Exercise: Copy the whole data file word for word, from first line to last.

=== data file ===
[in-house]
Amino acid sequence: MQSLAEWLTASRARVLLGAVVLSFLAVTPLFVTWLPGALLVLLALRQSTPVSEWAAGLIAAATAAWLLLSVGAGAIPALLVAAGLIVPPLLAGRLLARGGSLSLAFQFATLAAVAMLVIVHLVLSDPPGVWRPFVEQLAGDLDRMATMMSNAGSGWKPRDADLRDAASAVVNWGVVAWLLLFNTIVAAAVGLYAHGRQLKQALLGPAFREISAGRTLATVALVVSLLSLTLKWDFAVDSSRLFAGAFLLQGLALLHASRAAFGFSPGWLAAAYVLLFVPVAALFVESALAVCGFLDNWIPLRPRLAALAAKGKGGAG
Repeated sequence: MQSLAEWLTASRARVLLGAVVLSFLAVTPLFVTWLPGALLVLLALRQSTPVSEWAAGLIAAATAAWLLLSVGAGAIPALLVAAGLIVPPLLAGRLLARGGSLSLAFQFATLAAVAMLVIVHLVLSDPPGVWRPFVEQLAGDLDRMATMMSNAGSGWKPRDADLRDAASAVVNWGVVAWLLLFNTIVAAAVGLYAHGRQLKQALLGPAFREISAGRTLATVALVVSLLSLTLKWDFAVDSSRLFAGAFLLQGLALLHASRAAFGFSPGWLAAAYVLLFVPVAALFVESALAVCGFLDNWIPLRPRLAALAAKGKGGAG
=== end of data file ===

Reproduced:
[in-house]
Amino acid sequence: MQSLAEWLTASRARVLLGAVVLSFLAVTPLFVTWLPGALLVLLALRQSTPVSEWAAGLIAAATAAWLLLSVGAGAIPALLVAAGLIVPPLLAGRLLARGGSLSLAFQFATLAAVAMLVIVHLVLSDPPGVWRPFVEQLAGDLDRMATMMSNAGSGWKPRDADLRDAASAVVNWGVVAWLLLFNTIVAAAVGLYAHGRQLKQALLGPAFREISAGRTLATVALVVSLLSLTLKWDFAVDSSRLFAGAFLLQGLALLHASRAAFGFSPGWLAAAYVLLFVPVAALFVESALAVCGFLDNWIPLRPRLAALAAKGKGGAG
Repeated sequence: MQSLAEWLTASRARVLLGAVVLSFLAVTPLFVTWLPGALLVLLALRQSTPVSEWAAGLIAAATAAWLLLSVGAGAIPALLVAAGLIVPPLLAGRLLARGGSLSLAFQFATLAAVAMLVIVHLVLSDPPGVWRPFVEQLAGDLDRMATMMSNAGSGWKPRDADLRDAASAVVNWGVVAWLLLFNTIVAAAVGLYAHGRQLKQALLGPAFREISAGRTLATVALVVSLLSLTLKWDFAVDSSRLFAGAFLLQGLALLHASRAAFGFSPGWLAAAYVLLFVPVAALFVESALAVCGFLDNWIPLRPRLAALAAKGKGGAG